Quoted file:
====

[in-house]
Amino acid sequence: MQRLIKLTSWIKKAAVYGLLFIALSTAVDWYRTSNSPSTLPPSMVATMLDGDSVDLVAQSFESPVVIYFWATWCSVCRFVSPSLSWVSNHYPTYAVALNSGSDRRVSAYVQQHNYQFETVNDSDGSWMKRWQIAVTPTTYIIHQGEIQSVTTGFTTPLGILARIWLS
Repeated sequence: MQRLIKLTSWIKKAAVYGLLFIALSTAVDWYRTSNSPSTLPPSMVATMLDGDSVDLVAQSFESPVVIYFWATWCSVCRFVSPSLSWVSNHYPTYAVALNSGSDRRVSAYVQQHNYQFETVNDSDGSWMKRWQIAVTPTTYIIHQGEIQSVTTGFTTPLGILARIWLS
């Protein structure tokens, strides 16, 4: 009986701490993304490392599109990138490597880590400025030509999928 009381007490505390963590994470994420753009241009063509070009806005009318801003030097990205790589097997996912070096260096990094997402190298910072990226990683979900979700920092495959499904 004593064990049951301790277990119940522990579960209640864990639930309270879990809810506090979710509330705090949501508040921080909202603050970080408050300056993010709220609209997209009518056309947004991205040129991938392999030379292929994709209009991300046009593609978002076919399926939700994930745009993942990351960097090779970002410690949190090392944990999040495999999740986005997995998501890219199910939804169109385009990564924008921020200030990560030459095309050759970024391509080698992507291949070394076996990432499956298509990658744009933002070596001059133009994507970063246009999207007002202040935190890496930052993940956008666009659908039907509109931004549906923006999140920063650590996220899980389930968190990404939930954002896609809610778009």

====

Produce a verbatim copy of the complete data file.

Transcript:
[in-house]
Amino acid sequence: MQRLIKLTSWIKKAAVYGLLFIALSTAVDWYRTSNSPSTLPPSMVATMLDGDSVDLVAQSFESPVVIYFWATWCSVCRFVSPSLSWVSNHYPTYAVALNSGSDRRVSAYVQQHNYQFETVNDSDGSWMKRWQIAVTPTTYIIHQGEIQSVTTGFTTPLGILARIWLS
Repeated sequence: MQRLIKLTSWIKKAAVYGLLFIALSTAVDWYRTSNSPSTLPPSMVATMLDGDSVDLVAQSFESPVVIYFWATWCSVCRFVSPSLSWVSNHYPTYAVALNSGSDRRVSAYVQQHNYQFETVNDSDGSWMKRWQIAVTPTTYIIHQGEIQSVTTGFTTPLGILARIWLS
């Protein structure tokens, strides 16, 4: 009986701490993304490392599109990138490597880590400025030509999928 009381007490505390963590994470994420753009241009063509070009806005009318801003030097990205790589097997996912070096260096990094997402190298910072990226990683979900979700920092495959499904 004593064990049951301790277990119940522990579960209640864990639930309270879990809810506090979710509330705090949501508040921080909202603050970080408050300056993010709220609209997209009518056309947004991205040129991938392999030379292929994709209009991300046009593609978002076919399926939700994930745009993942990351960097090779970002410690949190090392944990999040495999999740986005997995998501890219199910939804169109385009990564924008921020200030990560030459095309050759970024391509080698992507291949070394076996990432499956298509990658744009933002070596001059133009994507970063246009999207007002202040935190890496930052993940956008666009659908039907509109931004549906923006999140920063650590996220899980389930968190990404939930954002896609809610778009």